“That idea, of the starting point, the road ahead, became my focus,” explains Franklin, “starting points are wonderful opportunities for photographers and artists. A path has been cleared, but the road is unmade.” On arriving, Franklin was once again forced to change his plans due to security concerns in Algeria. Changing tack and journeying instead along the Nile, through the sand dunes in Aswan and temples in Lake Nasser, and then on to Tafraout in the Atlas mountains, as Franklin began to explore the region, the photo story started taking shape.
Franklin was particularly drawn to the ancient statues along the Nile and the temples in Lake Nasser. “I knew I wanted to see the weathered statues and the ruins of antiquity – that’s why I chose that specific route,” he explains. The images of these monuments are characterised instead by an eerie desolation. “There’s one picture, which I took at Lake Nasser that I think is particularly reminiscent of George Rodger’s work,” says Franklin. Depicting two individuals sitting outside the temple of El Seboua on the edges of the lake, the photograph echoes the silence of the sprawling desert felt in many of Rodger’s images.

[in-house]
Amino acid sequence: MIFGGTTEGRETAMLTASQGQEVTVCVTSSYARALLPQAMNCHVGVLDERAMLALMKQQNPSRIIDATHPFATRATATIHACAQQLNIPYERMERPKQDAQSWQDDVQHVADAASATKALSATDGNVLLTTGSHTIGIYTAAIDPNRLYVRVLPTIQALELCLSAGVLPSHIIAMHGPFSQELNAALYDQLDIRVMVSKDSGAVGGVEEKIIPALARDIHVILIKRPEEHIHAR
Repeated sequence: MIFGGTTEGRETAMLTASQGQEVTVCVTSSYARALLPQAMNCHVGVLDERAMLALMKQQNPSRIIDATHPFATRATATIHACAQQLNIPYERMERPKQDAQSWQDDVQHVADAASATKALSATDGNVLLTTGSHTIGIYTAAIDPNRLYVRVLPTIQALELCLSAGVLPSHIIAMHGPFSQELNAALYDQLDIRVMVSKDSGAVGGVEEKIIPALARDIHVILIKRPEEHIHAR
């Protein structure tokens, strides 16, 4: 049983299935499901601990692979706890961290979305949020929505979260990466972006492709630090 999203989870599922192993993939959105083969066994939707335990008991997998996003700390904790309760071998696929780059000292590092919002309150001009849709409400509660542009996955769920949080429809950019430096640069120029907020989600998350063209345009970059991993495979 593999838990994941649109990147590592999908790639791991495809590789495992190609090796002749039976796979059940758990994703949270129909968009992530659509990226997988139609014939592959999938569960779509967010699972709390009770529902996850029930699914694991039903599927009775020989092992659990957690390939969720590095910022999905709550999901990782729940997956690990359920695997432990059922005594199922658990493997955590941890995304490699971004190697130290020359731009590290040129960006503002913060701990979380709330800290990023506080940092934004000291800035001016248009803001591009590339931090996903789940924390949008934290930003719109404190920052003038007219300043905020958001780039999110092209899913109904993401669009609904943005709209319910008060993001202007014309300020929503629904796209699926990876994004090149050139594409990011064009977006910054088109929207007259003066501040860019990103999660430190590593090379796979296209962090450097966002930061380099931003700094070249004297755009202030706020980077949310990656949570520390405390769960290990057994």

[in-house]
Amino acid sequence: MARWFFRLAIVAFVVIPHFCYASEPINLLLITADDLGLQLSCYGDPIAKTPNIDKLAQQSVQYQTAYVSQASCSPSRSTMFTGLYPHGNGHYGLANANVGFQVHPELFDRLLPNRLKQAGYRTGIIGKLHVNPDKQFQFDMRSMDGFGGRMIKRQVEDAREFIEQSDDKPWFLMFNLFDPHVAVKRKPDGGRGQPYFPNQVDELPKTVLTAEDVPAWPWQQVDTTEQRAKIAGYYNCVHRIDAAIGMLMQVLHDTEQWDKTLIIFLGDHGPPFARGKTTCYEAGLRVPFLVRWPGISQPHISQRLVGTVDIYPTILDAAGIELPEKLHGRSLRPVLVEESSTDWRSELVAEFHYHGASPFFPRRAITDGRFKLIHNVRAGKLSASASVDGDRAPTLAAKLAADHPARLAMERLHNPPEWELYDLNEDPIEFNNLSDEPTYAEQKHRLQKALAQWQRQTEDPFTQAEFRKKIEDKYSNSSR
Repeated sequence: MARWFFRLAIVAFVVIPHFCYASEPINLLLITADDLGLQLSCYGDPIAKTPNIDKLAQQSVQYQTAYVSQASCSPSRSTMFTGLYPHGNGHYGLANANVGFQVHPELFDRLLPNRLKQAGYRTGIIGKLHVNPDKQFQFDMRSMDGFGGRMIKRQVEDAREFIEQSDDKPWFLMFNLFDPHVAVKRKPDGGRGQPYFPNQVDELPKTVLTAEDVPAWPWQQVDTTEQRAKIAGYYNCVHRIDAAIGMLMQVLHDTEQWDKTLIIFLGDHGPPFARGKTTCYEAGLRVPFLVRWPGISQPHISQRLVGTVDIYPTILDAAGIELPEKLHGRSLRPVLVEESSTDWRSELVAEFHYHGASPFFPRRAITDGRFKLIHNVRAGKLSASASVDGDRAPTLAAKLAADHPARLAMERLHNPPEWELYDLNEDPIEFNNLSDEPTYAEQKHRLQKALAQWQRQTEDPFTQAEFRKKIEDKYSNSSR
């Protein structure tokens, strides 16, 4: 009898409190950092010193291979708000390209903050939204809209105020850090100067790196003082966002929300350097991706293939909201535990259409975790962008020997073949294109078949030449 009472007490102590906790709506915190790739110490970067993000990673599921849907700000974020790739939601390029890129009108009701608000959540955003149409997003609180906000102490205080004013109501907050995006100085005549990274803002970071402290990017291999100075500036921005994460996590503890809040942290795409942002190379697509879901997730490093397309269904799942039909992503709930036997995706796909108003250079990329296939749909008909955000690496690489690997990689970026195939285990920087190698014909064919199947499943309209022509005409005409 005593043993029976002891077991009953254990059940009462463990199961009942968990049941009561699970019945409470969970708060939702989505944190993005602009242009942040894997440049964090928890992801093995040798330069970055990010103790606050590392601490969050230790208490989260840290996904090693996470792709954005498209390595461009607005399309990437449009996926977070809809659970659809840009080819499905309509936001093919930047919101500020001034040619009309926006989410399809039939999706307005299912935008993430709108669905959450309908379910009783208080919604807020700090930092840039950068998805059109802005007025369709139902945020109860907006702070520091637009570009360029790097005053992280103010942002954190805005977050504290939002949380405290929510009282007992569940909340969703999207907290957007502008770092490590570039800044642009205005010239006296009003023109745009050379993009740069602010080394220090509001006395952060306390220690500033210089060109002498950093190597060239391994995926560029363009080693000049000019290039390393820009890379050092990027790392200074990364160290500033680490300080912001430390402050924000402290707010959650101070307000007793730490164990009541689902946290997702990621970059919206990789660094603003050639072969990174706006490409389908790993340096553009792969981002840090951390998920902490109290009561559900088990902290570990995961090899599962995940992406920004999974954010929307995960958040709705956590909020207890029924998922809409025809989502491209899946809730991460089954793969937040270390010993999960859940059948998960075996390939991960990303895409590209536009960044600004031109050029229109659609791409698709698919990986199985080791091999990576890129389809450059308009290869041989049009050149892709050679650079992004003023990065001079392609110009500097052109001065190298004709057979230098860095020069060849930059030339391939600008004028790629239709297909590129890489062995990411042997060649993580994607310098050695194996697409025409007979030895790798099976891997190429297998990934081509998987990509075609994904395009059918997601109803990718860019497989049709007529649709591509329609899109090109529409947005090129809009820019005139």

To achieve these shots Franklin had to leave his hotel in the early hours, making sure to arrive at sunrise before the hordes of visitors descended. Lighting was key, and, for Franklin, the early morning sun perfectly illuminated these ancient sites. Initially shooting in colour, using the Leica SL enabled him to convert his images into black-and-white on the point of taking them. Coupled with the striking shadows defining the sweeping surfaces of these ancient monuments, the tonality achieved by Franklin is a testament to the aesthetic of Rodger’s photographs.
In Tafraout, the second and final destination of his trip, Franklin was taken by the shapes of the stones, which “ reminded me of the weathered monuments and temples of antiquity.” The lightness of the Leica SL allowed Franklin to explore the Atlas mountains for hours on end, seeking out “the weathered stuff, the temples of stone.” It is from this observation that the photo story and accompanying exhibition take their name. Using the Leica SL also enabled Franklin to experiment with different lenses. “I don’t spend a lot of time photographing with really long lenses, but it’s nice to engage with a new way of working and a different aesthetic, and one which complements George’s,” he reflects.
Today photography must increasingly compete with other mediums, arguably more so than 60 years ago when Rodger photographed the original story. “With a lot of the stuff you see now you think that might have been better as a documentary film,” observes Franklin, “what I was most happy about with this project was that I felt I had found a truly photographic solution.” And indeed, Temples of Stone exists as both a tribute to an iconic photo story and a powerful body of work in and of itself.
Visit Temples of Stone at Leica Studio Mayfair – 27 Bruton Place, London, W1J 6NQ – from the 17 January to 16 February 2018 and book a place on the masterclass, Visual Coherence: A Leica Masterclass with Stuart Franklin, here.